… from a Professor

Penny #1: Don’t be stupid

I know, I know. This sounds trite and stupid and motherly and completely non-specific. Here’s what I mean: you were (probably) raised with good morals and values. If the white collar criminals I study were, so were you (probably). I hope you packed your ability to choose situations in which you will not compromise your safety, nor your ability to make rational decisions (hi, alcohol). If you’ve made it this far, you’re probably a good kid. Just stay the good kid you are. Don’t try to invent a new personality to seemingly fit in with a new crowd. 

Holding True  9 Cents Worth of Advice for College Freshmen August 25, 2014

Penny #2: Step away from the lanyard.

Each semester we talk about organizational culture in my upper level organizational behavior class. Always, without fail, when I ask, “give me an example of something at WSU that happens that isn’t specifically communicated in words or text.” Invariably, without fail, every. single. semester. the juniors and seniors say this:

“only freshmen wear lanyards”

Penny #3: Your old backpack is your friend

This may be too late, being the first day of classes and all, but a crunchy new backpack screams freshman. If you don’t want to stick out, maybe rough it up a bit or unpack that well-worn, trusted friend named North Face or Jansport.

Penny #4: Get your butt to class

If you think for one second skipping class (on the first day or otherwise) is a good idea, think again. Yes, we house a lot of our content online. No, we probably don’t care if you come or not (except the first day when you can be administratively dropped to make room for others on a wait list). No, typically we don’t police attendance or call parents. Frankly, we don’t have time and you’re (technically, scarily) an adult now. But, you’re gonna miss stuff and that’s important. Students who show up, get more attention, naturally. If I know your name and I see your bright, shiny, oily face regularly, I’m going to be more understanding if something (really) happens and you need to arrange an exam, missed assignment or whatever. If you’re never here, tough luck, Charlie. Then we feel as though we’re being taken advantage of and we tend to enforce our syllabus rules more rigidly.

Penny #5: Politeness counts for a lot.

I just did this in my first two classes and will communicate it in my third in the next 20 minutes: Addressing me as “hey” at the start of an email is rude and unprofessional. It’s my personal pet peeve. Respect the peeves. When in doubt, use titles. Professor, Dr. or Miss/Mr. I cannot stress how much joy it brings to us old fogies when a kid is just plain nice and polite. Small talk at the beginning of class is a bonus. Ask us about our weekend/summer/day/family and reciprocate when we do the same. Nice kids are nice to work with. Rude or dismissive kids are not. We don’t care about cool.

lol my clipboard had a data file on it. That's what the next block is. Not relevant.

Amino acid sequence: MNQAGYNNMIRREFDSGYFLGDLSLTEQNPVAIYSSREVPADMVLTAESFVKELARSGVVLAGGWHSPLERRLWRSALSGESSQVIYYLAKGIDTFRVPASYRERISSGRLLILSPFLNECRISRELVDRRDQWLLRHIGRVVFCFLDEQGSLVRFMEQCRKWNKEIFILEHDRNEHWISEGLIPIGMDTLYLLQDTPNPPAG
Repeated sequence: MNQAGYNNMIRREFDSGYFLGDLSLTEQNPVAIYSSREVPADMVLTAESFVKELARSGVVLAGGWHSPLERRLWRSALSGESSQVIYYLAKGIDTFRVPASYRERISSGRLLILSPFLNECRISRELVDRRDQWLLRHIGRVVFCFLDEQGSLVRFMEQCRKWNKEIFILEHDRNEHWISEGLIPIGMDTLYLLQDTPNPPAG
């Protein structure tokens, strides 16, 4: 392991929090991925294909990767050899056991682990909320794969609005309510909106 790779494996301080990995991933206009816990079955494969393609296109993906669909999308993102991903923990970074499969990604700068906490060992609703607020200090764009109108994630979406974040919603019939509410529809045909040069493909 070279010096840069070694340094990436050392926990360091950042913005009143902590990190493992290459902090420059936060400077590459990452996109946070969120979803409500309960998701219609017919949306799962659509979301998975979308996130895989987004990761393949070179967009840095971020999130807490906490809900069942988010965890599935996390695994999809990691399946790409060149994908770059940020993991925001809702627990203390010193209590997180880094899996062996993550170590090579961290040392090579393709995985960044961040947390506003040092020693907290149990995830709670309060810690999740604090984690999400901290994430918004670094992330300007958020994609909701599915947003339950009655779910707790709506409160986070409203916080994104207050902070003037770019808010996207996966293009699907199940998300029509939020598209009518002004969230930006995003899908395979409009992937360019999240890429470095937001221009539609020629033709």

Penny #6: Communicate

If something comes up, just tell us. Nicely. An email before the fact  – like when you wake up sick on test day, not after the exam has happened – is imperative. Last semester I had several students who went through moms with cancer, torched apartments, lost jobs, breakups and divorces. As long as you ask for leniency and don’t expect it after the event, we’re pretty flexible. Before.

Penny #7: Read the syllabus.

Two questions that should never happen. 1 – do we need the book. 2 – did we do anything in class. Good Lord, people. No, we did nothing in class today. I just stood up front and picked my nose for 50 minutes for 40 people. Read the syllabus. That’s what we did. Get the book. There’s important stuff in it.

Penny #8: Take notes.

My notes are my notes, not yours. Take your own notes. I’ll give you the PowerPoint after the lecture, not before. Otherwise, what do you need me for?

Penny #9: We know when you’re not paying attention.

I may stop the class if you’re involved in a particularly juicy Facebook chat and I can tell you are. (Seriously, we can see that.) Personally, I just stop and wait until you’re done. I stop talking, announce to the class we’re going to wait until you are done and then all eyes turn to you. Trust me, you don’t want this to happen. Ditto for instant messenger, texting and any other technology in which I’m not well versed. My job is to make the class interested so you don’t have to revert to Facebook. Work with me on this. 

Just like pennies that you come across on the ground, you can choose to pick them up and put them in your pocket or just walk on by. So, too, are the pennies in this blog post. Valuable if you want them to be.